Domecq trumps rival bid for Lehmann's

Allied Domecq yesterday raised the tempo in the takeover battle for Peter Lehmann Wines of Australia, relaxing the conditions for its A$149.2m (£61.1m) bid and trumping a rival offer from Switzerland's Hess.

The UK group is persevering with its takeover attempt in the face of vociferous opposition from the Australian company's eponymous founder. Peter Lehmann, the winemaker who founded the group in 1978, has bluntly dismissed Allied's offer, refusing to sell his 10.1 per cent stake in the group.

Although Mr Lehmann is no longer on the Australian group's board, he has criticised the company's independent directors for backing an earlier bid from Allied, calling for their dismissal. Allied will have to wait to see whether its latest offer will persuade Peter Lehmann's directors to change their current recommendation from the Swiss company, Hess, back to the UK company.

Hess won the directors' approval after it matched Allied's previous bid of A$3.85 per share and promised to allow shareholders to retain the group's 5.5 cent-per-share final dividend.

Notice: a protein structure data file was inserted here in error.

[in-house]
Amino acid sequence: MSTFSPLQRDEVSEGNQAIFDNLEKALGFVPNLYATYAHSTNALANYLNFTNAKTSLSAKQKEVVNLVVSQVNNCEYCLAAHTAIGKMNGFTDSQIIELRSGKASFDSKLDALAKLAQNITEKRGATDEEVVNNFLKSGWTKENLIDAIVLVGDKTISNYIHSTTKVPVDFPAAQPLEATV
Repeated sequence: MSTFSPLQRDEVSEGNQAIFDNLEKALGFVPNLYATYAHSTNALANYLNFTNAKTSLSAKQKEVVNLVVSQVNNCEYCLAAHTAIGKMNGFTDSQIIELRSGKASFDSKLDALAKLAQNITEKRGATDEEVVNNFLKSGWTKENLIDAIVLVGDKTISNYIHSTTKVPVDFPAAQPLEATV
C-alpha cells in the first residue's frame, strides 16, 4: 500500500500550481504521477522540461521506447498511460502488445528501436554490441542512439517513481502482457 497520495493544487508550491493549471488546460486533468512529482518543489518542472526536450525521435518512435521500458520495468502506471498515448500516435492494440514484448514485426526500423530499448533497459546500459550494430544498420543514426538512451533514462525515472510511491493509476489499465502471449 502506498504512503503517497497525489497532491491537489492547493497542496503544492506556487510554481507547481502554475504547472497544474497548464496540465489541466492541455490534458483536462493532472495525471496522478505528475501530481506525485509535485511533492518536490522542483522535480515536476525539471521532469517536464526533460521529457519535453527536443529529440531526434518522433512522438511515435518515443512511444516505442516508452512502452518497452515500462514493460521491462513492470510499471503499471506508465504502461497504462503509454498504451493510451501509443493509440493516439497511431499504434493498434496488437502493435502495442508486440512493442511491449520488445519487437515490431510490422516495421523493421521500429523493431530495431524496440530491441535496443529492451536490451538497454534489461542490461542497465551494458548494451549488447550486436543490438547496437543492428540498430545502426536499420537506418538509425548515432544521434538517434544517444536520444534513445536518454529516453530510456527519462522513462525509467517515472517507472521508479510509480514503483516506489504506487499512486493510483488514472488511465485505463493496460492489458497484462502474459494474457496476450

Allied, which fought Australian brewer Lion Nathan for control of New Zealand's Montana two years ago, said its $4 per share offer was conditional on acquiring at least 51 per cent of Peter Lehmann's shares. Previously, its higher offer was only available if it was accepted by more than 90 per cent of shareholders - impossible in the face of Mr Lehmann's hostility.

The UK group, which has bought winemakers as far afield as Spain and Argentina, plans to oust Peter Lehmann's board - including Doug Lehmann, the managing director and son of the founder - if its offer succeeds. Philip Bowman, Allied's chief executive, said he was convinced that it was "far more desirable for Peter Lehmann's shareholders to achieve an attractive price for all of their shares.... than to accept partially the Hess offer and be locked in as minority holders in a company controlled by a privately-owned group".

A spokesman added that if Mr Lehmann senior declined to sell his stake he would be "treated like any other shareholder". Allied will only de-list the company from the Australian stock market if it acquires more than 90 per cent of the shares.